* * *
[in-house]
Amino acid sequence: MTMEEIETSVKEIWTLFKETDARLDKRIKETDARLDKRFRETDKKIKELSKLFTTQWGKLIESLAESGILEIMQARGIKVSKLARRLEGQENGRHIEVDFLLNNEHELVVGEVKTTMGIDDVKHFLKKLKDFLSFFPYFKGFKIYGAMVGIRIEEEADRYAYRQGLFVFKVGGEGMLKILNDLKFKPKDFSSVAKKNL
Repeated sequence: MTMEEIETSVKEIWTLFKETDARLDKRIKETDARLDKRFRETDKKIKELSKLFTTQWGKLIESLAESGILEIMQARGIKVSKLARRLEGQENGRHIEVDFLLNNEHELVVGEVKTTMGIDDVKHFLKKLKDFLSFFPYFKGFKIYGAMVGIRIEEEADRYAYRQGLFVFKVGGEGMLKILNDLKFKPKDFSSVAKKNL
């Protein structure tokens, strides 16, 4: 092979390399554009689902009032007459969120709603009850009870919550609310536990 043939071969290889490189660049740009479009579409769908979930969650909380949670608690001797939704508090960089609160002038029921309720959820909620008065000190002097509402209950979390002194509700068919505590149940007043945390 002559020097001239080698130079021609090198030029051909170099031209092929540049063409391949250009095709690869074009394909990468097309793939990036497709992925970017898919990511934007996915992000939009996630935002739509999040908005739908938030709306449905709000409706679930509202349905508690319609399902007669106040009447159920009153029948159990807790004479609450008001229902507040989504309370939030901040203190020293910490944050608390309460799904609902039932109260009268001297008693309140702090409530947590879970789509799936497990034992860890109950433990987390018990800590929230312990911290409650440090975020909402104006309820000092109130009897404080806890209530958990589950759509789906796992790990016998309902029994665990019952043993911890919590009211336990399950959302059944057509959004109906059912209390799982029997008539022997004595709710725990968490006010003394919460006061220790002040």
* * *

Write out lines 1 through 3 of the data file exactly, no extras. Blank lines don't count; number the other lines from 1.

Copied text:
[in-house]
Amino acid sequence: MTMEEIETSVKEIWTLFKETDARLDKRIKETDARLDKRFRETDKKIKELSKLFTTQWGKLIESLAESGILEIMQARGIKVSKLARRLEGQENGRHIEVDFLLNNEHELVVGEVKTTMGIDDVKHFLKKLKDFLSFFPYFKGFKIYGAMVGIRIEEEADRYAYRQGLFVFKVGGEGMLKILNDLKFKPKDFSSVAKKNL
Repeated sequence: MTMEEIETSVKEIWTLFKETDARLDKRIKETDARLDKRFRETDKKIKELSKLFTTQWGKLIESLAESGILEIMQARGIKVSKLARRLEGQENGRHIEVDFLLNNEHELVVGEVKTTMGIDDVKHFLKKLKDFLSFFPYFKGFKIYGAMVGIRIEEEADRYAYRQGLFVFKVGGEGMLKILNDLKFKPKDFSSVAKKNL